While you will be asked to sign a contract to create the product specs, you don’t want to tie yourself into a long-term commitment yet. First, see how the agency performs on the specs. If they do a good job with them, it is a solid indication that they will also do a good job on your app.
Agreements don’t need to be verbose. They should be easy to understand and very clear about requirements. If you find any complicated legal terms or long passages of unreadable text, ask for clarifications as you don’t want to sign something that you might later regret. If you feel uncertain about the agreement you’re signing, you should ask your lawyer to look it over.
At this point the purpose of any contract you sign should be to protect the confidentiality of everything you share, specify your ownership over everything that is created, and make it clear that the scope of work is only for the product specs, specifically:
Creating the User Experience (UX)
Before writing any code, the first step in product development is to try to understand who your users will be and how they should interact with your app.
When trying to imagine the kind of experience your users might enjoy, it helps to put yourself in their shoes and try to see things from their perspective.
Development agencies in general employ a couple of methods to arrive at an understanding of your intended users and the kind of experience they’ll enjoy:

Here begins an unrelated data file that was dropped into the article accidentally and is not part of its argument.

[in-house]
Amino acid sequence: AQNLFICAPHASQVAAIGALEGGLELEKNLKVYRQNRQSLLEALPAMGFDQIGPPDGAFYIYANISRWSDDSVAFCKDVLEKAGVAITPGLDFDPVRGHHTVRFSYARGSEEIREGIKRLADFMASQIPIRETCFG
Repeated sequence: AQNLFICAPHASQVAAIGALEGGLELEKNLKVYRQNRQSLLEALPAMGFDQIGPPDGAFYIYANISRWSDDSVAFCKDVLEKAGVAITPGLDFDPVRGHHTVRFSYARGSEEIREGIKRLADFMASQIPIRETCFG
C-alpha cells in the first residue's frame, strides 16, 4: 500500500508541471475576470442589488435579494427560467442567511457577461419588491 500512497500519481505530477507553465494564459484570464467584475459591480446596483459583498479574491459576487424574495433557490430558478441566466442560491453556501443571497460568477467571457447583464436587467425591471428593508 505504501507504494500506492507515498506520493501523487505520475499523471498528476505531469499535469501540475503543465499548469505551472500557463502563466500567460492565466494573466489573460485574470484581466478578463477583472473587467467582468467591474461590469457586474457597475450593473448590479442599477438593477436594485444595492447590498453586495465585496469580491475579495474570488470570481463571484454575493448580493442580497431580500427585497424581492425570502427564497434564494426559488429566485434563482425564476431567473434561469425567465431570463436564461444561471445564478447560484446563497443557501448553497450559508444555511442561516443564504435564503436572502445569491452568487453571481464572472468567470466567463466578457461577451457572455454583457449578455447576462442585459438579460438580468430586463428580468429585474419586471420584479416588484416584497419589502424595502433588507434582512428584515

• User Personas
Until you can release, test and validate your app in the market, you are stuck with imagining what users will want in your app. It helps to create User Personas, which are imagined profiles of users who are representative of your target market.
• User Stories
User Stories are an extension of the User Personas. They are a kind of storyboard describing each part of the experience that you and your development agency believe users will want in your app and why they will want it.
User Stories are written for every user interaction in your app in a format such as:
“As a user, I want to <do something> for <some reason>”.
• User Flow
User Flows are often referred to as wireframes, however wireframes only qualify as a User Flow if they logically step through the entire experience your users will have, screen by screen. If the flow is not very well thought through, your app is likely to irritate your users rather than delight them.
InvisionApp is an effective tool for hosting the User Flow. You can download and install the User Flow onto your phone and navigate your way through the app as though you were the user.
When working with a well-crafted User Flow, product design can be done at low cost since you won’t have to worry about expensive code changes while you and your team refine the shape and feel of your product.
At this stage you don’t need to worry too much about polished graphics. A polished user interface can easily be added into a development after the UX (User Experience) has been decided. The UX should always precede the UI (User Interface).